"Where there's smoke...."
Well, it seems bloggers are making deep inroads into the mainstream press, once again. This time, by pointing out the doctoring of a Reuters photograph, posted on Saturday. Flopping Aces has some of the best analysis and blog roundup on this.
Reuters has since retracted the photo, as well as issuing a statement. The Lebanese freelance photographer in question is Adnan Hajj. His reason for the doctoring?
He told Reuters on Sunday that the image of the Israeli air strike on Beirut had dust marks which he had wanted to remove.He really did an excellent job removing those dust marks, now didn't he? Reuters mentions that a hasty review of his work over the weekend reveals at least one other image of his also had "dust marks"; apparently those dust marks were covering 2 other flares instead of just the one that originally appears in a photograph of an Israeli F-16 firing a missile in an air strike on Nabatiyeh. Jawa Report has the analysis.
Hajj's photos are 2 out of 43 photographs he has filed directly to the Reuters Global Pictures Desk, since the start of the current conflict. Here is the complete work of Adnan Hajj, found through Power Line. Also at Power Line, is this interesting remark by Ken Sanders,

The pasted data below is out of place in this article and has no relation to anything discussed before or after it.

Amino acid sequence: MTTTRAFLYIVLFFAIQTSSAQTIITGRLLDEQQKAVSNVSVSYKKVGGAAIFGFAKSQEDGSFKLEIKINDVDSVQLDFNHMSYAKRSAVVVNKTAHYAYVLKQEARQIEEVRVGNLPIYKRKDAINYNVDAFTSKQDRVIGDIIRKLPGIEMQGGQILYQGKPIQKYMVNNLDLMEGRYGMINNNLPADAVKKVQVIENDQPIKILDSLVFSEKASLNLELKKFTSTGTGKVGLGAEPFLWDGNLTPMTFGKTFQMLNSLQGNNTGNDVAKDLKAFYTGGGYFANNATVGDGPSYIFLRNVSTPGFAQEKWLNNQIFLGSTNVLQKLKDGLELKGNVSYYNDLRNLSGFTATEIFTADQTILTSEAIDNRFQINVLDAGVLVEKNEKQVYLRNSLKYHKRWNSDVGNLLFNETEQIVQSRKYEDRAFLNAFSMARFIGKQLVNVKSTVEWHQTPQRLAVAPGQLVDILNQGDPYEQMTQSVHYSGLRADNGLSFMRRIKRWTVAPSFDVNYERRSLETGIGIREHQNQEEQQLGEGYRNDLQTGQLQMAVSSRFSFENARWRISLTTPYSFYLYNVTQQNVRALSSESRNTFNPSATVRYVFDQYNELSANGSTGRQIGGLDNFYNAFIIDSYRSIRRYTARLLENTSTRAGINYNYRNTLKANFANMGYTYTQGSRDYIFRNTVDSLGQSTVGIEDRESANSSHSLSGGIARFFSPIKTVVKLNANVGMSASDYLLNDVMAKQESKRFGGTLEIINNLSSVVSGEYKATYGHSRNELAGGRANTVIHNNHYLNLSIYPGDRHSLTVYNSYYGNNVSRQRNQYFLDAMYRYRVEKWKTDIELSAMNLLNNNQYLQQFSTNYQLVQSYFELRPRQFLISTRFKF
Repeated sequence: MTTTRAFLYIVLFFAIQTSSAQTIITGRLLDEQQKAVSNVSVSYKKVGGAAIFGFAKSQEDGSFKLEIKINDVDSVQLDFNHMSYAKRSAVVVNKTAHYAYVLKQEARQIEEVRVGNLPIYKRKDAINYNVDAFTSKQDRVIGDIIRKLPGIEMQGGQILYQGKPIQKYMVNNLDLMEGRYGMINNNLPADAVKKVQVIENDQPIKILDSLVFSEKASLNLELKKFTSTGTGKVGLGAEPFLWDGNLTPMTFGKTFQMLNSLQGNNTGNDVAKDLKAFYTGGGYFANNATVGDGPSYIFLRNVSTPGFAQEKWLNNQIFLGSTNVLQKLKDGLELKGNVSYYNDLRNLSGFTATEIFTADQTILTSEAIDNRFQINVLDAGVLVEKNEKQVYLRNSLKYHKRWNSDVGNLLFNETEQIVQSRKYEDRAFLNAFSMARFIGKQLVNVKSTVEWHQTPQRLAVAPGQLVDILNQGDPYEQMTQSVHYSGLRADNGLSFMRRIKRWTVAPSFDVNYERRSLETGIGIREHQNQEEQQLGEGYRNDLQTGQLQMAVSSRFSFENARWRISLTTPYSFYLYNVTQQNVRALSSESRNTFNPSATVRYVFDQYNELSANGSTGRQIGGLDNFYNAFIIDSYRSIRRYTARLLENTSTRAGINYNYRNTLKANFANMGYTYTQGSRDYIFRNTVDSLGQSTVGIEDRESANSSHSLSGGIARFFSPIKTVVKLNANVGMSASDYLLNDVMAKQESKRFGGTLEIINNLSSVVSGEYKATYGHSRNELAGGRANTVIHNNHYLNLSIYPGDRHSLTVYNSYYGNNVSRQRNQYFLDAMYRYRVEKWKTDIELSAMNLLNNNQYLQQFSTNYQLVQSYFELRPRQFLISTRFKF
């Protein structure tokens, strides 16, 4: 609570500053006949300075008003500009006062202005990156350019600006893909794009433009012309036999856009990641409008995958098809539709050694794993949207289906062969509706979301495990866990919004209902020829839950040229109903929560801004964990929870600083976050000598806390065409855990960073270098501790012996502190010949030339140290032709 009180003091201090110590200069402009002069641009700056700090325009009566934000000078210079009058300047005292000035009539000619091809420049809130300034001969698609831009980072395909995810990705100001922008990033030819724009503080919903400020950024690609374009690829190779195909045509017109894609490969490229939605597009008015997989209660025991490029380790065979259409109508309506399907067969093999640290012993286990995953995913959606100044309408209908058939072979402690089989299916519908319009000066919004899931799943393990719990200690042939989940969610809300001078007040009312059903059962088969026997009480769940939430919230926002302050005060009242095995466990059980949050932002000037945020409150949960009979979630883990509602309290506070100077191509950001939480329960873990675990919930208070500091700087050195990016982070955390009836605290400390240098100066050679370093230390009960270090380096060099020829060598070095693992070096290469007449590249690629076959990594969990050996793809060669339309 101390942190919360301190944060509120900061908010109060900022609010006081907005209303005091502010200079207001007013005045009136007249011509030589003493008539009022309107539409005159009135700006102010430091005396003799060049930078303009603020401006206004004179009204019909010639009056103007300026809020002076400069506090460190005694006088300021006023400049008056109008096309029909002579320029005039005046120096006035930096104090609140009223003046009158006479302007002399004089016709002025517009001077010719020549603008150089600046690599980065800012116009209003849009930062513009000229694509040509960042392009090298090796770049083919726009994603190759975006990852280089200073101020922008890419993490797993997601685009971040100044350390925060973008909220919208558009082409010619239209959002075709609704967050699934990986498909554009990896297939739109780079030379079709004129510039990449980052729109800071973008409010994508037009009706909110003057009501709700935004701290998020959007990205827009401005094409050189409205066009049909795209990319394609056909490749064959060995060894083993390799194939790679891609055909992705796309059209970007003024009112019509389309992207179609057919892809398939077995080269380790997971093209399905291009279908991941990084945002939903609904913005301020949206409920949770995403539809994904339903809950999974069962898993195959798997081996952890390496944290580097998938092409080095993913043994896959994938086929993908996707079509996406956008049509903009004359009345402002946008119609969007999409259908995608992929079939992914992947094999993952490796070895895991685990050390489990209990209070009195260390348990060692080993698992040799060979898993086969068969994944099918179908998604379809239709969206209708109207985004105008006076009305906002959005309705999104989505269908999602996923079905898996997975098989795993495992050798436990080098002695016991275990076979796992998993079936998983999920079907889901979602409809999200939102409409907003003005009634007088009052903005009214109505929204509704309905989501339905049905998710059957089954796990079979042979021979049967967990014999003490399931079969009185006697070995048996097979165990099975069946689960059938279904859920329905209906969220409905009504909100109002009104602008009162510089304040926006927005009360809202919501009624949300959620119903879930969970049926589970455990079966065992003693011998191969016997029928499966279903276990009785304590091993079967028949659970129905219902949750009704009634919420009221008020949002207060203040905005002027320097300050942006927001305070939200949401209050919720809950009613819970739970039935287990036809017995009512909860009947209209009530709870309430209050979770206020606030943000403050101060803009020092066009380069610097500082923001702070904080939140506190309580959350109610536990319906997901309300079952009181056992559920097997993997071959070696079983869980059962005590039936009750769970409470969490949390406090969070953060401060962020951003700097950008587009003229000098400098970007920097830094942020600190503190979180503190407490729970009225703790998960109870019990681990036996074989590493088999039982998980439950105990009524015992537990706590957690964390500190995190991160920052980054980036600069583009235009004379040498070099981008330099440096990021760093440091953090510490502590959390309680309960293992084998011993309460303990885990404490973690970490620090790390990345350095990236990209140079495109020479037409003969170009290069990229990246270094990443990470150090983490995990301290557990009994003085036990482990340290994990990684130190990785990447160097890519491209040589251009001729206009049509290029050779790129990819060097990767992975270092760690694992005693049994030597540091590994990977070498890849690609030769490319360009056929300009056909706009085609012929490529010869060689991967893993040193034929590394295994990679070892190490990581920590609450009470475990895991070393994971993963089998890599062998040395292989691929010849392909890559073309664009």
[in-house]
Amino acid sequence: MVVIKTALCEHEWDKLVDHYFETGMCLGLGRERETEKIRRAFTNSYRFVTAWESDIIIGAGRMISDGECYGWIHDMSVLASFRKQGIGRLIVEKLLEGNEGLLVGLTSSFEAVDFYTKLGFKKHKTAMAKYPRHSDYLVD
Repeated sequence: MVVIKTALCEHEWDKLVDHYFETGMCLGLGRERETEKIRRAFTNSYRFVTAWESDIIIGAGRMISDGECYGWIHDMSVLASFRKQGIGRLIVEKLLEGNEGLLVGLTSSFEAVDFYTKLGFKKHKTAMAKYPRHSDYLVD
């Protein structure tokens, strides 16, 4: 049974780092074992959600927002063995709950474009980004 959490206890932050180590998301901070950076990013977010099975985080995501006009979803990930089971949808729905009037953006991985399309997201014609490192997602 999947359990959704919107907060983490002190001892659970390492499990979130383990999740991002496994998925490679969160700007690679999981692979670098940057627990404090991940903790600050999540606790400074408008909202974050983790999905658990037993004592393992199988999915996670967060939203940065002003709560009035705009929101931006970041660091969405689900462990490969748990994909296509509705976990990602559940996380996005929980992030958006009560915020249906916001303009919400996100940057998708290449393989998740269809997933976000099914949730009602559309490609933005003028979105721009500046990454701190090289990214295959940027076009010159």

There is NO WAY this one guy could be taking all of these pictures - look at the images and dates. Does he have a flying car? The question: is he simply a clearinghouse for Hezbollah propaganda, routed expeditiously through Reuters? Looks like they pay the guy to forward unverified images (sometimes doctored or staged, as you've helped explain) taken by others.I think the bias and the dishonesty in reporting stretches beyond one "mere" photographer caught with his hand in the photoshop jar.
I'm still in the middle of Stephanie Gutmann's "The Other War". If you have not heard of it, I strongly recommend you pick it up if you are still reluctant to believe that Reuters, the AP, CNN, and much of mainstream media is not trustworthy and not impartial in the way they report the news. Many people have had their opinion on the Israeli-Palestinian conflict colored by the agenda-driven AP photographers pushing an image of an Israeli military goliath bullying boys throwing stones; had their views shaped by liberal journalists and by Academia, sympathetic to the Palestinian cause. As Bret Stephens, former editor-in-chief of the Jerusalem Post, wrote: "...the norm tends to be one of strict factual accuracy and routine contextual dishonesty."
Other links worth checking out:
Michelle Malkin mentions The Dissident Frogman who has a very cool video demonstration of how the photoshop alteration was done.
Intimidation of the press in the Middle East
Why Israel is losing the media war
The Other War in Qana
Pallywood over at Mike's America
EU Referendum on "Who is this man?"
and "The 'Green Helmet' mystery continues"
Assorted Babble has a good roundup.